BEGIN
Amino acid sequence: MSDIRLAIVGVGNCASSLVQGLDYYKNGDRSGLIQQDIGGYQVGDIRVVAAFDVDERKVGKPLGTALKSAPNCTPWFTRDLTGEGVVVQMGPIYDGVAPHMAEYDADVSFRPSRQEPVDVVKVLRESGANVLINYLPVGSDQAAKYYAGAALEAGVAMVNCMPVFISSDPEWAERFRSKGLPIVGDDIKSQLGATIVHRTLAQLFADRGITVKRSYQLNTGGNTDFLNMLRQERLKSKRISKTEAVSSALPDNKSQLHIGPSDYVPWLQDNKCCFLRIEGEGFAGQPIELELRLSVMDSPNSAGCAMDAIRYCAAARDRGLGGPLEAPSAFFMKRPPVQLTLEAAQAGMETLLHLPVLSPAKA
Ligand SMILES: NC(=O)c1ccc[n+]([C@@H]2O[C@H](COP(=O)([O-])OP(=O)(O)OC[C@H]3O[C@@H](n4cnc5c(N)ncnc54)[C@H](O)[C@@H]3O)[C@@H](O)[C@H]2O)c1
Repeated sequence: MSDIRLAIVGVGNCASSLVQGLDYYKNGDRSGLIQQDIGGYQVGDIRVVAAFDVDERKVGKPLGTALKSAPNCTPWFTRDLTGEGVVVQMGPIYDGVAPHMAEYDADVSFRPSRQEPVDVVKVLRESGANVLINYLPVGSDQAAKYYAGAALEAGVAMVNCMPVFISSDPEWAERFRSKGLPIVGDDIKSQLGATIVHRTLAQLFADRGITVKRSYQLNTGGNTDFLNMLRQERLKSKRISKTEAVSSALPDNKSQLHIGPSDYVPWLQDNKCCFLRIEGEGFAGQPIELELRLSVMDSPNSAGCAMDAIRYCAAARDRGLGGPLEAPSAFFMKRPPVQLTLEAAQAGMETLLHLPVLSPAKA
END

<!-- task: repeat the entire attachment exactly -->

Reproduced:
Amino acid sequence: MSDIRLAIVGVGNCASSLVQGLDYYKNGDRSGLIQQDIGGYQVGDIRVVAAFDVDERKVGKPLGTALKSAPNCTPWFTRDLTGEGVVVQMGPIYDGVAPHMAEYDADVSFRPSRQEPVDVVKVLRESGANVLINYLPVGSDQAAKYYAGAALEAGVAMVNCMPVFISSDPEWAERFRSKGLPIVGDDIKSQLGATIVHRTLAQLFADRGITVKRSYQLNTGGNTDFLNMLRQERLKSKRISKTEAVSSALPDNKSQLHIGPSDYVPWLQDNKCCFLRIEGEGFAGQPIELELRLSVMDSPNSAGCAMDAIRYCAAARDRGLGGPLEAPSAFFMKRPPVQLTLEAAQAGMETLLHLPVLSPAKA
Ligand SMILES: NC(=O)c1ccc[n+]([C@@H]2O[C@H](COP(=O)([O-])OP(=O)(O)OC[C@H]3O[C@@H](n4cnc5c(N)ncnc54)[C@H](O)[C@@H]3O)[C@@H](O)[C@H]2O)c1
Repeated sequence: MSDIRLAIVGVGNCASSLVQGLDYYKNGDRSGLIQQDIGGYQVGDIRVVAAFDVDERKVGKPLGTALKSAPNCTPWFTRDLTGEGVVVQMGPIYDGVAPHMAEYDADVSFRPSRQEPVDVVKVLRESGANVLINYLPVGSDQAAKYYAGAALEAGVAMVNCMPVFISSDPEWAERFRSKGLPIVGDDIKSQLGATIVHRTLAQLFADRGITVKRSYQLNTGGNTDFLNMLRQERLKSKRISKTEAVSSALPDNKSQLHIGPSDYVPWLQDNKCCFLRIEGEGFAGQPIELELRLSVMDSPNSAGCAMDAIRYCAAARDRGLGGPLEAPSAFFMKRPPVQLTLEAAQAGMETLLHLPVLSPAKA